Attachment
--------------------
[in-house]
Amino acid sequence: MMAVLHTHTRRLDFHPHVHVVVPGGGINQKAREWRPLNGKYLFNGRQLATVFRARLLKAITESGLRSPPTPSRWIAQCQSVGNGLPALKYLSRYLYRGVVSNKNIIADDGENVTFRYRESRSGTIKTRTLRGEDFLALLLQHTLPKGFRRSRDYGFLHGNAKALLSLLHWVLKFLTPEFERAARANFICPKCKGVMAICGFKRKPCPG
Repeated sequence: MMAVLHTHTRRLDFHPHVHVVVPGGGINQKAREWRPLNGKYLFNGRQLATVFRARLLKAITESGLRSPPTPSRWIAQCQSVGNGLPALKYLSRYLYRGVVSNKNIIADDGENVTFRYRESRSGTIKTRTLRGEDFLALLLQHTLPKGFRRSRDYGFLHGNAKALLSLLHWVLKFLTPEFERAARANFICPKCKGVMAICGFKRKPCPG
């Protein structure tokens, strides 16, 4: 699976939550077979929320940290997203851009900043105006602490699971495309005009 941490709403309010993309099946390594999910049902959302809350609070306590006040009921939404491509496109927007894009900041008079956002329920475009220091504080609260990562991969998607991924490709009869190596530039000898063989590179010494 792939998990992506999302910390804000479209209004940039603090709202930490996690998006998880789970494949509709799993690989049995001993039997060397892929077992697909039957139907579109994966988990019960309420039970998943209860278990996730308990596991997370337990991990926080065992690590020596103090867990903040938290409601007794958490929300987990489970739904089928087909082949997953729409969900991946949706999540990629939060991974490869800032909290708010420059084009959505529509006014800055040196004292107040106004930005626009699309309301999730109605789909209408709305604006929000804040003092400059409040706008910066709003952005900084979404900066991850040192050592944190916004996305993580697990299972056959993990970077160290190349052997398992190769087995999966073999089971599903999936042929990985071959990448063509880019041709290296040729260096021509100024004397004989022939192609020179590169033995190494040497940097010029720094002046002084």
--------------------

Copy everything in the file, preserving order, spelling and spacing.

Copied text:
[in-house]
Amino acid sequence: MMAVLHTHTRRLDFHPHVHVVVPGGGINQKAREWRPLNGKYLFNGRQLATVFRARLLKAITESGLRSPPTPSRWIAQCQSVGNGLPALKYLSRYLYRGVVSNKNIIADDGENVTFRYRESRSGTIKTRTLRGEDFLALLLQHTLPKGFRRSRDYGFLHGNAKALLSLLHWVLKFLTPEFERAARANFICPKCKGVMAICGFKRKPCPG
Repeated sequence: MMAVLHTHTRRLDFHPHVHVVVPGGGINQKAREWRPLNGKYLFNGRQLATVFRARLLKAITESGLRSPPTPSRWIAQCQSVGNGLPALKYLSRYLYRGVVSNKNIIADDGENVTFRYRESRSGTIKTRTLRGEDFLALLLQHTLPKGFRRSRDYGFLHGNAKALLSLLHWVLKFLTPEFERAARANFICPKCKGVMAICGFKRKPCPG
């Protein structure tokens, strides 16, 4: 699976939550077979929320940290997203851009900043105006602490699971495309005009 941490709403309010993309099946390594999910049902959302809350609070306590006040009921939404491509496109927007894009900041008079956002329920475009220091504080609260990562991969998607991924490709009869190596530039000898063989590179010494 792939998990992506999302910390804000479209209004940039603090709202930490996690998006998880789970494949509709799993690989049995001993039997060397892929077992697909039957139907579109994966988990019960309420039970998943209860278990996730308990596991997370337990991990926080065992690590020596103090867990903040938290409601007794958490929300987990489970739904089928087909082949997953729409969900991946949706999540990629939060991974490869800032909290708010420059084009959505529509006014800055040196004292107040106004930005626009699309309301999730109605789909209408709305604006929000804040003092400059409040706008910066709003952005900084979404900066991850040192050592944190916004996305993580697990299972056959993990970077160290190349052997398992190769087995999966073999089971599903999936042929990985071959990448063509880019041709290296040729260096021509100024004397004989022939192609020179590169033995190494040497940097010029720094002046002084």